If you missed the big news about Walmart this month, here it is: their earnings surpassed expectations, and the company hit a major ecommerce milestone with $100 billion in sales last year.

This announcement prompted many ecommerce managers and executives (I certainly did) to reflect on their strategy regarding Walmart.com and if their plan was appropriate. 

It is true that overlooking Walmart is easy these days. Amazon is still the king in the ecommerce realm, and flashy new entrants like Temu or Shein are being extremely aggressive in their marketing. And Walmart is in this awkward space where its ecommerce operations are too big to be completely ignored, but too small to be a company’s main focus (I get approached by Amazon agencies every day, but they very rarely mention Walmart). 

I am guilty of this; my news commentary articles don’t reflect the weight of Walmart in the industry, as I only wrote about the retail titan once or twice in the last few months. Yet, what I find the most impressive about Walmart isn’t its sheer size in the ecommerce space; it is the velocity of its growth and its potential due to its existing infrastructure. I like telling this story of this conversation I had with a regular customer over the phone. I always assumed he bought from Amazon and was shocked when he told me he preferred ordering from Walmart because delivery is a day faster than Amazon in his area.

Today, I don’t want to give you an overview of Walmart vs Amazon, compare their financials, future investments, or current strategies. I want us to put ourselves in the customer’s shoes and compare what the shopping experience is like. I will focus on the products offered, pricing, and logistics. Then, I’ll try to explain what potential differences could mean on a broader scale.

To do so, I will pretend I am shopping for shoe polish (I just ordered some from Amazon before starting writing this article, without even looking at Walmart or other sources). I’d love to review more data, compare many different niches and markets, but then I’d need to write a whole book that may be obsolete within months. So for now, let’s focus on one product and see what we find. I specifically compared the top 39 products that appear in the search results when searching for “shoe polish”. Sometimes, the differences between Amazon and Walmart can be so massive that I believe there is a good chance we can extrapolate this anecdotal piece of data to other categories..

Ad Space : Amazon Displays Four Times More Ads Than Walmart

As a customer, the first thing you have to deal with searching for any item is often the crazy amount of search results: over 1000 for “shoe shine”, on both Amazon and Walmart. On both platforms, search results are a mix of organic results and sponsored listings (meaning these may not be the most relevant results, but the brand is paying to advertise the product so it appears in the top of the search results).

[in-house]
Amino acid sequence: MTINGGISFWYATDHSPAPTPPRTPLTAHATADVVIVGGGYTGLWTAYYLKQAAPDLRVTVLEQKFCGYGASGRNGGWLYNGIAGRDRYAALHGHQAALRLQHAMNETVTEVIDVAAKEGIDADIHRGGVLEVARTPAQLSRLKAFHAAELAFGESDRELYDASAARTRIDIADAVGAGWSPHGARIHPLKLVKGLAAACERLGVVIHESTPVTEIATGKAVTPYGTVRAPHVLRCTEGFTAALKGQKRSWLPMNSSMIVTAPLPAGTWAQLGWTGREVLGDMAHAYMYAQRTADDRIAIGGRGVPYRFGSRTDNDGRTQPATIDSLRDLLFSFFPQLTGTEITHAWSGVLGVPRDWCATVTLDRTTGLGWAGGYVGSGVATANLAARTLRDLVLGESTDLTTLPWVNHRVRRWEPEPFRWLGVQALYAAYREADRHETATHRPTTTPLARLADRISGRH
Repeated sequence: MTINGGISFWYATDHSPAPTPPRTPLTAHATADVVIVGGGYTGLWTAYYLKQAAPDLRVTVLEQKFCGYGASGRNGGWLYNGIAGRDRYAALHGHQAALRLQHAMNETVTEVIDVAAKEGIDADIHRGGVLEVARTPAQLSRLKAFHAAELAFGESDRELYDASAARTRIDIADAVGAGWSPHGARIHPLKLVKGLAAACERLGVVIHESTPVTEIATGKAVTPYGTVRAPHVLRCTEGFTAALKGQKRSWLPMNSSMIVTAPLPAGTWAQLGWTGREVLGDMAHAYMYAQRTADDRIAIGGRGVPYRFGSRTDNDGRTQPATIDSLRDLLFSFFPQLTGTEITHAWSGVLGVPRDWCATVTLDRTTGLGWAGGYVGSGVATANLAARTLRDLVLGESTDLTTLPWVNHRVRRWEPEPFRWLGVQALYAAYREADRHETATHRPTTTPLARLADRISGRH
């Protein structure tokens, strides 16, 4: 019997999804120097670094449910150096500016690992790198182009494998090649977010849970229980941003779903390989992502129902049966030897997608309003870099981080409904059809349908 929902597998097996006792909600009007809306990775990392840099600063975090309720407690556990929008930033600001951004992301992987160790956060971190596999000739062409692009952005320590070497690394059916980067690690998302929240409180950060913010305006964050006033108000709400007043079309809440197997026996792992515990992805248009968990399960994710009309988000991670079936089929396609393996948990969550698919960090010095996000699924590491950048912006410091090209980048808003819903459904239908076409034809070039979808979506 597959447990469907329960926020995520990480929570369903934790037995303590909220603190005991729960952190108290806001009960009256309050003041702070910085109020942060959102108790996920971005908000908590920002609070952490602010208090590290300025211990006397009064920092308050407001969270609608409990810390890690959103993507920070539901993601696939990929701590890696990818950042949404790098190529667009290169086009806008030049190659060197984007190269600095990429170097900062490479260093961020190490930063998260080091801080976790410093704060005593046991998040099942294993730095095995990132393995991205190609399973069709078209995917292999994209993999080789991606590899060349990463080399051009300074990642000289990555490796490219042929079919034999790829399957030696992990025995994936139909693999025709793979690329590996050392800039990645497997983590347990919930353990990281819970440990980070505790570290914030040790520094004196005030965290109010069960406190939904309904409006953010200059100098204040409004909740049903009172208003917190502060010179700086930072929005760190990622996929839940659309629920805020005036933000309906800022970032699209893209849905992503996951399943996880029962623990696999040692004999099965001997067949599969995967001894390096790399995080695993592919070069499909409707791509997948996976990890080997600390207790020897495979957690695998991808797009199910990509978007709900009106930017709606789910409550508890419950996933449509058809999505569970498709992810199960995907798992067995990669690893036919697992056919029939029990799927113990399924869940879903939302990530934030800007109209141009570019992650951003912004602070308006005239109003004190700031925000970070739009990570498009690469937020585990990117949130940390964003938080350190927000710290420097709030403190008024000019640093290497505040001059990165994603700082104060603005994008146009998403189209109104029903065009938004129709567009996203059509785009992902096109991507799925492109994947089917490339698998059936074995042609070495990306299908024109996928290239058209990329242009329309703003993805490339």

Amazon displays a lot more sponsored listings than Walmart, over 40% of listings compared to about 10% for Walmart. Here is what the search results look like on both platforms, to give you an idea of what the customer experience is like.

For those of you who have been shopping on Amazon for years, you may realize that the search results on Amazon contain a lot more sponsored products than in the past. Many sellers have the feeling Amazon became “pay-to-win” for new products, and advertising became a lot more strategic (and costly) over the years. Amazon’s ad services revenue is bringing in more than $14 billion in Q4 2023, making it an important source of revenues for them. 

On the customer’s side, this huge proportion of ads can be detrimental to the shopping experience, making it difficult for shoppers to find the most relevant products. The FTC has an eye on this trend; you can find a more detailed analysis here: https://fmaingret.com/2023/10/is-amazon-now-mostly-ads-how-the-recent-ftc-lawsuit-addresses-the-user-and-seller-experience/

On the other hand, Walmart only features a few sponsored products at the top. As we’ll see in the rest of this article, the competition is not as intense on the Walmart marketplace, and CPC tends to be lower than on Amazon. As Walmart ecommerce sales keep growing, should we expect more space dedicated to advertising? Probably. But I assume Walmart ecommerce leaders have an eye on what Amazon is doing, to come up with the best strategy. As of today, I believe Walmart’s smaller ad space is better for consumers, but it may not last forever.

Pricing : Is “Everyday Low Prices” Still True when Shopping Online?

Walmart built its reputation on lower prices, which is the reason why the retail chain has so many loyal consumers. On the other hand, Amazon also tends to attract value-oriented customers. In the last few years, we’ve seen thousands of Asian manufacturers joining the Amazon marketplace, offering their items at reasonably low prices. Amazon also became extremely competitive, with many niches at near saturation and many products commoditized, which drives prices down. So which platform has the cheapest items, and how large is the price difference in our case study?